Performing 150 to 300 minutes of moderate physical activity, or 75 to 150 minutes of vigorous activity, weekly is associated with a lower risk of heart failure (HF), regardless of clinical, sociodemographic and lifestyle factors, suggests a UK Biobank study.
Adults who logged 150 to 300 minutes of objectively measured moderate physical activity (PA) in a week, measured with wrist accelerometers, had a 63% lower risk of heart failure, and those who logged 75 to 150 minutes of activity intense physical activity had a 66% lower risk.
the results, Posted online August 29 at circulationare consistent with previous studies and reflect the latest U.S other World Health Organization Physical activity recommendations for adults of all ages.
More is better, up to a point
“Our study is the largest to date using wrist accelerometers to measure BP,” said Carlos Celis-Morales, PhD, BHF Glasgow Cardiovascular Research Centre, University of Glasgow, Scotland, UK. elcorazon.org | Medscape Cardiology. “Current evidence is based primarily on self-report questionnaires, which are prone to recall bias and thus could obscure the true link between BP and heart failure risk.”
The team analyzed data from 94,739 UK Biobank participants (mean age about 55; about 40% of men) who had not been diagnosed with heart failure or had previous heart failure. myocardial infarction.
BP was measured 24 hours a day, 7 days a week for 1 week with an Axivity AX3 wrist-worn triaxial accelerometer. Minutes per week of light, moderate, and vigorous intensity PA were defined as time spent running 30 to 125 mGRAM>125 to 400mGRAMand >400mGRAM intensity activity, respectively.
During a median of 6.1 years of follow-up after the 1-week FA measurement, the overall incidence of HF was 98.5 per 10,000 person-years.
After adjusting for age, sex, ethnicity, education, smoking, deprivation index, body mass index (BMI), waist-hip circumference, and intake of fruits/vegetables, red meat, processed meat, oily fish, and alcohol, those who participated in 150 to 300 min/week of moderate-intensity PA (hazard ratio, 0.37) and 75 to 150 min/week of vigorous-intensity PA (HR, 0.34) had a lower HF risk compared with those who did not perform PA of moderate to moderate intensity. vigorous PA.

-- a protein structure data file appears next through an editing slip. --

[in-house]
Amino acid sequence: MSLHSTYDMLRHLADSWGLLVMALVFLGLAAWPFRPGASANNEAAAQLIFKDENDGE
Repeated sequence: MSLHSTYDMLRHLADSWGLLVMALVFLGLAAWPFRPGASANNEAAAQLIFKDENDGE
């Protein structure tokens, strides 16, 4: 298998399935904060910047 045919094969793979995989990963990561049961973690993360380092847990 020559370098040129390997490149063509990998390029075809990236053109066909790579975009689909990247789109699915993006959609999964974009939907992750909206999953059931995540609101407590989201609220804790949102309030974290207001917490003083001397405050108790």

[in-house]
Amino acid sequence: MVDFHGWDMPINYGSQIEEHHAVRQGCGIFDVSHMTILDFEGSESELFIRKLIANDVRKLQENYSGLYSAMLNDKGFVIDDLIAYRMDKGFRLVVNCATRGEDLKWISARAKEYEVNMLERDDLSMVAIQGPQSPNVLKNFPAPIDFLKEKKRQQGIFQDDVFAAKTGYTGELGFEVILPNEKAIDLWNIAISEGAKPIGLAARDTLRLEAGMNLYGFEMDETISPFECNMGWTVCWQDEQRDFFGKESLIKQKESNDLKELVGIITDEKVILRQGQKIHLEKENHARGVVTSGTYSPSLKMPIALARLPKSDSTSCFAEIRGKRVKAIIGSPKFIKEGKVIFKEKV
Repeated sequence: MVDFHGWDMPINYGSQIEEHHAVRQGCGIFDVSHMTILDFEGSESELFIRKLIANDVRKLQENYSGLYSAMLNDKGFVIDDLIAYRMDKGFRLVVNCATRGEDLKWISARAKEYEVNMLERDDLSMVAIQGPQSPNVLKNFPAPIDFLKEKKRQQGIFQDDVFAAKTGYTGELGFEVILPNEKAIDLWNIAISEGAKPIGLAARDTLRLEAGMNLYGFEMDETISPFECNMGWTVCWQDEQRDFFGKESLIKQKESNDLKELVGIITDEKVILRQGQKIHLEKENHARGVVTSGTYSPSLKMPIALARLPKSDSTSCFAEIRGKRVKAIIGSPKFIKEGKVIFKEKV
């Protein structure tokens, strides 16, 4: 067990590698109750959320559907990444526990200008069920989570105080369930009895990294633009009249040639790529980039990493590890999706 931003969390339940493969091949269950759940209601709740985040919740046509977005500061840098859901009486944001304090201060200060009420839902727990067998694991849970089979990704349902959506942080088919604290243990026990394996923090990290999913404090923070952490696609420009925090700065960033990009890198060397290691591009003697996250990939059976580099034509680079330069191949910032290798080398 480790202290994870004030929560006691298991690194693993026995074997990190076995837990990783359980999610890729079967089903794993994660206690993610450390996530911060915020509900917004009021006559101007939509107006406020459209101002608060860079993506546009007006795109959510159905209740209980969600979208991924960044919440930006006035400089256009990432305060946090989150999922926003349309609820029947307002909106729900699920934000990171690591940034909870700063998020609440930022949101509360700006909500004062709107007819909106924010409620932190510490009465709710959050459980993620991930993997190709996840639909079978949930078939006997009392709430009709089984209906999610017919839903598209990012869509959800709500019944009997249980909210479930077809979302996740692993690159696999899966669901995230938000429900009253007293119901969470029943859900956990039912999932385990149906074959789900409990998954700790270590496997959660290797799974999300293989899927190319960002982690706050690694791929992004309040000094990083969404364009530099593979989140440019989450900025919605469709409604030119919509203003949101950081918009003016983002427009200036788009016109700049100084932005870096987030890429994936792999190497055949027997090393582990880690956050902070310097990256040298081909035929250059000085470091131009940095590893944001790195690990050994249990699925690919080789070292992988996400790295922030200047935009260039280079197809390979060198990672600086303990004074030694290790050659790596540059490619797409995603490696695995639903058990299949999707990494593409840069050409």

Participants who did more PA were generally younger; they are more likely to be female, white, and college graduates; less likely to smoke; and ate more fruits and vegetables and less red and processed meat. They also had lower BMIs and were less likely to have high blood pressure, type 2 diabetesor take statistics.
The lowest HF risk was achieved at 600 min/week of moderate physical activity and leveled off thereafter.
Furthermore, the association between vigorous-intensity PA and HF was inverse J-shaped, with potentially less risk reduction beyond 150 min/week.
The authors conclude: “Current recommendations for vigorous-intensity physical activity should be encouraged, but not increased. Conversely, increasing moderate-intensity physical activity may be beneficial even among those who meet current recommendations.”
Celis-Morales added: “Although the recommendations are very clear, low levels of physical activity in the population are more related to how well people can fit physical activity into their busy routines than to understanding the amount of physical activity needed. Application of behavior change techniques to promote and maintain physical activity levels on a routine basis would be very important.”
Doctors on board?
“We need to improve physician training and knowledge about prescribing PA,” Celis-Morales noted. “As far as we know, exercise prescription it has not been a key component in his medical training. Incentives could be a way to address reluctance among clinicians, even if they (have to) be context-dependent.”
Charles German, MD, an assistant professor of medicine in the section of cardiology at the University of Chicago, Illinois, who was not involved in the study, also stressed the need for physician awareness and action in a comment to elcorazon.org | Medscape Cardiology.
“Physicians would greatly benefit from more education about the benefits of PA, which would translate into better counseling and patient care,” said German, who sits on the Council’s Cardiometabolic Health and Lifestyle Committee of the American Heart Association. “It is absolutely necessary that they take it upon themselves to educate and promote PA to their patients by any means necessary.”
“Although moderate-to-vigorous physical activity is known to be associated with reductions in cardiovascular disease, so is low-intensity physical activity,” he added. “Clinicians should not discount the fact that even light-intensity PA can translate into reductions in the risk of heart failure and other diseases.”
The study was partly funded by the University of Glasgow Revitalizing Research Fund. No relevant disclosures were reported.
circulation Posted online August 29, 2022. Text complete
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